Abiotic Stress Resistance

  • Angela Roberta Lo PieroEmail author
Part of the Compendium of Plant Genomes book series (CPG)


Citrus, one of the most important fruit crops in the world, is sensitive to many environmental stresses often leading to poor tree growth and reductions in fruit yield and quality. Citrus is most often grown in warm climates with well-drained soils, therefore acceptable growth conditions depend upon the quality and quantity of irrigation water and the risk of cold temperatures. Citrus species do not develop a powerful root system and in well-drained soils of subtropical semiarid zones might be subjected to water deficit especially during hot dry summers. Then, these areas often require supplemental irrigation that may prompt the use of low quality water thereby increasing soil’s salt concentration. Even when irrigation water is of good quality, the use of fertilizers and other agro-chemicals raises the likelihood of salts to rise in the soil causing salinity stress, especially high chloride, which in turn is rather detrimental to citrus growth and fruit quality and yield. Negative soil characteristics such as excess calcium, high pH and mineral imbalances also affect citrus fruiting. In calcareous soils, for example, the high pH causes Fe-immobilization in unavailable forms for plant absorption thus causing iron deficiency. In addition, in areas characterized by scarcely drained soil, flooding can affect the soil structure depleting O2 for the radical tissues and provoking a reduction in iron solubility. Moreover, these damaging stresses do not come alone but in combination, in some cases acting according to an additive effect thus leading to a more restricted plant development. In this chapter, citrus plant behavior under the main abiotic stress conditions, such as drought, salinity and low temperatures will be deeply described, taking into account that important differences among genotypes have been described in their response. The effect of heat, flooding and heavy metal stresses will be also considered although the reader can refer to the existing literature to examine in depth these abiotic stresses. In conclusion, the consequences of the combined effect of more than one stress type at once, occurrence that normally mimics the natural environmental conditions, will be also reviewed.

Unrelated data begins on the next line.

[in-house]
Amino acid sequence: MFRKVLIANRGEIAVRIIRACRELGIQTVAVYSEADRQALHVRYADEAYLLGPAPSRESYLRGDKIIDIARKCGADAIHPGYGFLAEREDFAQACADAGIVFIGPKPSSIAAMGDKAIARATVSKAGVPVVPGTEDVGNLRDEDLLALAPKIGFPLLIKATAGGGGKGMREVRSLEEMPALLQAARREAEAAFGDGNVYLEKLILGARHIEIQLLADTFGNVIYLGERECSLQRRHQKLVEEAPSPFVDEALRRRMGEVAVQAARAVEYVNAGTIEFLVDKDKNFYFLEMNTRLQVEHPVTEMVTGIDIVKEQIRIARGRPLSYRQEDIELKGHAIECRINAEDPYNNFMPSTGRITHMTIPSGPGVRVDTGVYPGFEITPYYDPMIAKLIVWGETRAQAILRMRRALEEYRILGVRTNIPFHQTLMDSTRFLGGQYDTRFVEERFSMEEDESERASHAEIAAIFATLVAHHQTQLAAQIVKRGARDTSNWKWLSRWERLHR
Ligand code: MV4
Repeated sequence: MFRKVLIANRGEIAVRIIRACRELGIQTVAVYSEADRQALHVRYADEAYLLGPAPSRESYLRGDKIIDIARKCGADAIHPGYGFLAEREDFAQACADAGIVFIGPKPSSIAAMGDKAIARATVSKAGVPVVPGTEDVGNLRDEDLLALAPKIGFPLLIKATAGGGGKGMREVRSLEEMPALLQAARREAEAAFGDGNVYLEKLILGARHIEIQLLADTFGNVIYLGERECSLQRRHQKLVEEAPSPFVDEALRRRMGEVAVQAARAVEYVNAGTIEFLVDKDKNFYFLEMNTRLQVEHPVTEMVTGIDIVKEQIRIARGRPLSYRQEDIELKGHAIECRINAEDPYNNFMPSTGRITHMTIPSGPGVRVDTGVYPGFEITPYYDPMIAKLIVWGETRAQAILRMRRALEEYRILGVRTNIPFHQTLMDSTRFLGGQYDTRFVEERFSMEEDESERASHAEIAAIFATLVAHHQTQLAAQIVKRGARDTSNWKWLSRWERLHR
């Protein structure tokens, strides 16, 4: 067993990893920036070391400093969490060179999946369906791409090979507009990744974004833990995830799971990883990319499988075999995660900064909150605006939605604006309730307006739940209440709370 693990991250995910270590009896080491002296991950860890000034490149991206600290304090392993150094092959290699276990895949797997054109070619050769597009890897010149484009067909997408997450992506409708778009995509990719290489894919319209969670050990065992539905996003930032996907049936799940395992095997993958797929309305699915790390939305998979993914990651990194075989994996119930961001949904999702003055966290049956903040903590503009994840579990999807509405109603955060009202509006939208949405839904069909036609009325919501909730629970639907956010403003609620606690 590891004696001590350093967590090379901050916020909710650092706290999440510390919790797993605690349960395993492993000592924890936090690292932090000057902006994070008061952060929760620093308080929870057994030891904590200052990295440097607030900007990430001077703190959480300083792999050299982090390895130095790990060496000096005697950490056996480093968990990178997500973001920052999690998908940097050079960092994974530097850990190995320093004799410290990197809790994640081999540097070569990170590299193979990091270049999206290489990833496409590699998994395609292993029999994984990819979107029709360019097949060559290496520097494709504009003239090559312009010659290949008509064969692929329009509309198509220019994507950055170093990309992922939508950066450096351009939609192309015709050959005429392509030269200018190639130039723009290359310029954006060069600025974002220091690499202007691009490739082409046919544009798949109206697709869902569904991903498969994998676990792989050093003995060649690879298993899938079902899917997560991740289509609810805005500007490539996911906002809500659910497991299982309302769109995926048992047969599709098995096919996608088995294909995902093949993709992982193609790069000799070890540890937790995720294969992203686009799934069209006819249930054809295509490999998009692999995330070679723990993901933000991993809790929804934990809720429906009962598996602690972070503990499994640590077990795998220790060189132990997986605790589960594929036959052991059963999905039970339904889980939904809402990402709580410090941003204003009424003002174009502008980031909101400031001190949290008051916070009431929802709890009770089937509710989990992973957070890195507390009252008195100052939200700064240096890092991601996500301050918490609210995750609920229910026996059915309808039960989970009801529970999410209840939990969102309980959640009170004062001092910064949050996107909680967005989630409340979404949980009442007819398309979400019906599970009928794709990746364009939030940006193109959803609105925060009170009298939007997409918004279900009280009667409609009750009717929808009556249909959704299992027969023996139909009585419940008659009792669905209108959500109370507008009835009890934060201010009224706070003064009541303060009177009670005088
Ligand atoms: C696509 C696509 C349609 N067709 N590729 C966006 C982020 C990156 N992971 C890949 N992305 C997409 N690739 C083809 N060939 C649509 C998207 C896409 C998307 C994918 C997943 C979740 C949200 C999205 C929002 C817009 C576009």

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© Springer Nature Switzerland AG 2020

Authors and Affiliations

  1. 1.Department of Agriculture, Food and EnvironmentUniversity of CataniaCataniaItaly

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